A report published on 5th August from the Social Mobility Commission reveals that early years childcare workers are leaving the industry, blighted by low pay, long hours and poor prospects.

The study says the workforce is “increasingly unstable”, with not enough new entrants to replace those who leave. The government says it has boosted funding to childcare providers, in order to help parents get back to work, but the Commission urges a total overhaul of early years careers.

It states that good quality early years provision is key to reducing the attainment gap between children from disadvantaged families and their better-off peers, but this provision is at risk as committed professionals find themselves undervalued, underpaid and unable to make ends meet.

The Commission studied the pay of about 290,000 workers and finds that:

  • the average wage across the early years workforce is £7.42 an hour – this compares to £11.37 for the female workforce and £12.57 for the total population
  • 13% of the workforce earn less than £5.00 an hour
  • 11% of full time early years staff work more than 42 hours per week, compared with 3% of retail workers and 6% of the female workforce
  • one in 6 workers (15%) leave their jobs within a year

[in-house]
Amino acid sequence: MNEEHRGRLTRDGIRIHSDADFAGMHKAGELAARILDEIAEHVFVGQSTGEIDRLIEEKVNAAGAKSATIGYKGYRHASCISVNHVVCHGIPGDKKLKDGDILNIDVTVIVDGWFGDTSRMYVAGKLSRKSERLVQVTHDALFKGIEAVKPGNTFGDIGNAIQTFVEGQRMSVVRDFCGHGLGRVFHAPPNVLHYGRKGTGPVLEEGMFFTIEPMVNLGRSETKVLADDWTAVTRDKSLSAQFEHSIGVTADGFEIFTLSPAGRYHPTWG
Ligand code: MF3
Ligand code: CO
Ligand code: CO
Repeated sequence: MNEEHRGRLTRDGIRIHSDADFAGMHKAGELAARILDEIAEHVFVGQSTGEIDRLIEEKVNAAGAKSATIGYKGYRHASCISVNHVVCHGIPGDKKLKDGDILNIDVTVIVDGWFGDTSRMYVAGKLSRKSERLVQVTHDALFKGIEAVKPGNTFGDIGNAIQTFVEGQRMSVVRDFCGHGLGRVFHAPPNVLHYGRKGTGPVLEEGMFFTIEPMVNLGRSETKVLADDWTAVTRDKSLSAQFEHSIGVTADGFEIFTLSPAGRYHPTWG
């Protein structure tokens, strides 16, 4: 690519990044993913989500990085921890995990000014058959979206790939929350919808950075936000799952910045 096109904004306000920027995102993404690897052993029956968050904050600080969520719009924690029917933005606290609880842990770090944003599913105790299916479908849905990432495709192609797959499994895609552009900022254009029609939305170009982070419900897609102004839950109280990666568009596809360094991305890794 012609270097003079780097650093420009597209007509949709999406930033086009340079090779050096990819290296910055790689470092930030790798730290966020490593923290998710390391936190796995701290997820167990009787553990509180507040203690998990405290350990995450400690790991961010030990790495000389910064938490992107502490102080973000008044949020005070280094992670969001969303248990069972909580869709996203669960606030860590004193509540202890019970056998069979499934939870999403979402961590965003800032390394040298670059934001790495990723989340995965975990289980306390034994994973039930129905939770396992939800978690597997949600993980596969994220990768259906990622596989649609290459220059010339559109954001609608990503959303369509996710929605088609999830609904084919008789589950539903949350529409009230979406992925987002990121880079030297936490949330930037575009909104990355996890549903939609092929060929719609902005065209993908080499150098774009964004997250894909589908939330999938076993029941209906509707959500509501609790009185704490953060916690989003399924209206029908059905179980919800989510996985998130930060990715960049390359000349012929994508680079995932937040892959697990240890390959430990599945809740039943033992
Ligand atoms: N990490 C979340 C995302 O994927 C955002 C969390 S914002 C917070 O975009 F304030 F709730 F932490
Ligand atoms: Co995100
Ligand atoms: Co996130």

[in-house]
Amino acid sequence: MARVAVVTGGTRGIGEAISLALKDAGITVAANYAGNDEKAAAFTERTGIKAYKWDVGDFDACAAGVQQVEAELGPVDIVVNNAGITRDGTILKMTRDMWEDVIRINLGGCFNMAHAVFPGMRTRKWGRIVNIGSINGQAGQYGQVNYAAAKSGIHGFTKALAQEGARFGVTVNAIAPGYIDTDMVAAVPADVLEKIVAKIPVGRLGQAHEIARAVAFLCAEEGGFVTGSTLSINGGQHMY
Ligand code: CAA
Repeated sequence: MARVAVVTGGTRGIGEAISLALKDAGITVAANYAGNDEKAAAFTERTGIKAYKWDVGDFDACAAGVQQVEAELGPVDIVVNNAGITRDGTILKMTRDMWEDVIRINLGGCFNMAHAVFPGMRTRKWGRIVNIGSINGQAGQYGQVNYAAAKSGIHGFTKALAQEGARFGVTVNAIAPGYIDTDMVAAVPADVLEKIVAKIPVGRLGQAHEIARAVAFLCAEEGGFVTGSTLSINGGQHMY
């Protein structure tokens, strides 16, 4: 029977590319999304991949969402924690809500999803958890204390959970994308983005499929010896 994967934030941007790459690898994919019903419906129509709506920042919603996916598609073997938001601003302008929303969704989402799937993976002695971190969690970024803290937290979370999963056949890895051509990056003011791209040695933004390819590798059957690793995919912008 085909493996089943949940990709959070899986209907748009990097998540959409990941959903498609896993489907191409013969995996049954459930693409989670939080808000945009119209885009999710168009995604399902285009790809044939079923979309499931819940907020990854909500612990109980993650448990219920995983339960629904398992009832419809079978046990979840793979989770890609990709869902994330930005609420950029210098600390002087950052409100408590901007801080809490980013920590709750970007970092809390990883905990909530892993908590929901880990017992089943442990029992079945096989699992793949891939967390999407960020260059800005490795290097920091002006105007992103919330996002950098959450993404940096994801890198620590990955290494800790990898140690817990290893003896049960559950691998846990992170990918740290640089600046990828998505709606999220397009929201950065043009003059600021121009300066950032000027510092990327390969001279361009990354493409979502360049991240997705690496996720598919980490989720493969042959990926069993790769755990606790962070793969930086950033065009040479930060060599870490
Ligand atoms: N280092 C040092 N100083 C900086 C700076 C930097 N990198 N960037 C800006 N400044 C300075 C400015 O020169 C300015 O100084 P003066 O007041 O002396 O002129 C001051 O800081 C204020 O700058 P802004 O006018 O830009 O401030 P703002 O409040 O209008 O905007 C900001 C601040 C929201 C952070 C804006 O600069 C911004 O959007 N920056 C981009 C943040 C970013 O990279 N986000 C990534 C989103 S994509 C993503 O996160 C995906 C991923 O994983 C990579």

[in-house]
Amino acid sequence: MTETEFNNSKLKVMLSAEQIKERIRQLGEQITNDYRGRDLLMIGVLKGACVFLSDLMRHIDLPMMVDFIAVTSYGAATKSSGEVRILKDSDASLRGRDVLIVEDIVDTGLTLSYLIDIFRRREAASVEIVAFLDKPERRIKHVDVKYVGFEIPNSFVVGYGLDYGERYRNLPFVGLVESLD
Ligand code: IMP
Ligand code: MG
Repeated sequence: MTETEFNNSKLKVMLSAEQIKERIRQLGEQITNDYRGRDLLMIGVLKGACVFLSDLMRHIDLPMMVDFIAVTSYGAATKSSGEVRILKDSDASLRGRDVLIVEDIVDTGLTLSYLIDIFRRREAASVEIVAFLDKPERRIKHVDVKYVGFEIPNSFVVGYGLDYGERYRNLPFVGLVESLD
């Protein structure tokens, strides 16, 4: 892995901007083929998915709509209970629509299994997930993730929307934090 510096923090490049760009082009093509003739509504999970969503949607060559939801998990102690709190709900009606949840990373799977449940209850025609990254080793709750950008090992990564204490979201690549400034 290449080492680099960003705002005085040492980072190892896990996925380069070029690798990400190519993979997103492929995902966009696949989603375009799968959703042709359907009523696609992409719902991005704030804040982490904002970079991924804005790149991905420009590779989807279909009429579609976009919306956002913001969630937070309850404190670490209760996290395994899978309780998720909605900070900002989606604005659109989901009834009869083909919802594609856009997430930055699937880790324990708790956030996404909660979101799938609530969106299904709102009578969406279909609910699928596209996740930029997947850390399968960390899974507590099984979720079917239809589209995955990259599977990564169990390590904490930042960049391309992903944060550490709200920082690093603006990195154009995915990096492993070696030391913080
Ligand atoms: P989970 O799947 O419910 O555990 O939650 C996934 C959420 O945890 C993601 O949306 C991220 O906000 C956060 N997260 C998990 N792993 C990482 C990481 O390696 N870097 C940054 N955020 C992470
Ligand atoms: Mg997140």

• the workforce is mainly young and female – 40% are below aged 30 and 96% are female
  • 31% of early years workers in the north of England stay with their current employer for less than 2 years, compared to 37% in the Midlands and 40% in the south of England
  • employers say they lack funding to provide training for their workforce – a 2019 survey found only 8% of early years providers planned to spend more money on training whilst 55% planned to spend less

Tulip Siddiq, the shadow minister for children and early years, said years of underfunding was “driving talented staff out of the sector and letting down the young children whose life chances are shaped by vital early education”.

The Department for Education said the government had invested £20m in better training and development for early-years staff, particularly in disadvantaged areas.

“We are supporting their career progression through better qualifications, more apprenticeship opportunities and routes to graduate level qualifications,” it said.

The full story, as reported by the BBC can be found here.

The Social Mobility Commission Report can be found here.


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